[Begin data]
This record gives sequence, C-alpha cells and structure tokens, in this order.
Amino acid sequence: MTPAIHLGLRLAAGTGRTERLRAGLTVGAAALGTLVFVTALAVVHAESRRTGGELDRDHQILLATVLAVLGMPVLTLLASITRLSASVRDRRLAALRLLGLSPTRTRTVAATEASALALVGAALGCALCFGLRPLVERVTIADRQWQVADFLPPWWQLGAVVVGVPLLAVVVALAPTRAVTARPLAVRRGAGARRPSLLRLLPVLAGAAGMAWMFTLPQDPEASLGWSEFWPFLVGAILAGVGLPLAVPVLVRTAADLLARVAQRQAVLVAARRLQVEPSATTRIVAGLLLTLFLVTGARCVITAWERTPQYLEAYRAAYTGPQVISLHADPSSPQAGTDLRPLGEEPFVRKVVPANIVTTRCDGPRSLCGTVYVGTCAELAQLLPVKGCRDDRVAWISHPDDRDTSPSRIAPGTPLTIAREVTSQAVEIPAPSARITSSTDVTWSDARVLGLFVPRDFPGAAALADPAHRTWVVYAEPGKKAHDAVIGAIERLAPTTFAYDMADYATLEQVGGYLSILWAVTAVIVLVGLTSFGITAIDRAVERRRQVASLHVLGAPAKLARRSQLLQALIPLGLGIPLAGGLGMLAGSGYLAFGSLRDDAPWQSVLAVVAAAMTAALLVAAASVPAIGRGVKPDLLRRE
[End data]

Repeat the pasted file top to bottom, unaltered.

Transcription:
This record gives sequence, C-alpha cells and structure tokens, in this order.
Amino acid sequence: MTPAIHLGLRLAAGTGRTERLRAGLTVGAAALGTLVFVTALAVVHAESRRTGGELDRDHQILLATVLAVLGMPVLTLLASITRLSASVRDRRLAALRLLGLSPTRTRTVAATEASALALVGAALGCALCFGLRPLVERVTIADRQWQVADFLPPWWQLGAVVVGVPLLAVVVALAPTRAVTARPLAVRRGAGARRPSLLRLLPVLAGAAGMAWMFTLPQDPEASLGWSEFWPFLVGAILAGVGLPLAVPVLVRTAADLLARVAQRQAVLVAARRLQVEPSATTRIVAGLLLTLFLVTGARCVITAWERTPQYLEAYRAAYTGPQVISLHADPSSPQAGTDLRPLGEEPFVRKVVPANIVTTRCDGPRSLCGTVYVGTCAELAQLLPVKGCRDDRVAWISHPDDRDTSPSRIAPGTPLTIAREVTSQAVEIPAPSARITSSTDVTWSDARVLGLFVPRDFPGAAALADPAHRTWVVYAEPGKKAHDAVIGAIERLAPTTFAYDMADYATLEQVGGYLSILWAVTAVIVLVGLTSFGITAIDRAVERRRQVASLHVLGAPAKLARRSQLLQALIPLGLGIPLAGGLGMLAGSGYLAFGSLRDDAPWQSVLAVVAAAMTAALLVAAASVPAIGRGVKPDLLRRE